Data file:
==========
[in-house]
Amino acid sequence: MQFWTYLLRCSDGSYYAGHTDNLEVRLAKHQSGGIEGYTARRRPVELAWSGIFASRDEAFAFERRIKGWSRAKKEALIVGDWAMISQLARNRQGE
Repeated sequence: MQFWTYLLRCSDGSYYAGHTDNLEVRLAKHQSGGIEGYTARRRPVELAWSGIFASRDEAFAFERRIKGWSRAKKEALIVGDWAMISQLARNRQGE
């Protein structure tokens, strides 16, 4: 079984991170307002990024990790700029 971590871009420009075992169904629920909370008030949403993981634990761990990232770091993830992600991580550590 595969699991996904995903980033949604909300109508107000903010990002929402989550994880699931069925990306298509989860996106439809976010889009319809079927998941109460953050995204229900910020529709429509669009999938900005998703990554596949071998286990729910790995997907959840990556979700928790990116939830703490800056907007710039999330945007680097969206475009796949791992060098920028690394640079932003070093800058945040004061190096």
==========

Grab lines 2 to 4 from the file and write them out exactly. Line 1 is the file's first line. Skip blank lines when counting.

Amino acid sequence: MQFWTYLLRCSDGSYYAGHTDNLEVRLAKHQSGGIEGYTARRRPVELAWSGIFASRDEAFAFERRIKGWSRAKKEALIVGDWAMISQLARNRQGE
Repeated sequence: MQFWTYLLRCSDGSYYAGHTDNLEVRLAKHQSGGIEGYTARRRPVELAWSGIFASRDEAFAFERRIKGWSRAKKEALIVGDWAMISQLARNRQGE
């Protein structure tokens, strides 16, 4: 079984991170307002990024990790700029 971590871009420009075992169904629920909370008030949403993981634990761990990232770091993830992600991580550590 595969699991996904995903980033949604909300109508107000903010990002929402989550994880699931069925990306298509989860996106439809976010889009319809079927998941109460953050995204229900910020529709429509669009999938900005998703990554596949071998286990729910790995997907959840990556979700928790990116939830703490800056907007710039999330945007680097969206475009796949791992060098920028690394640079932003070093800058945040004061190096």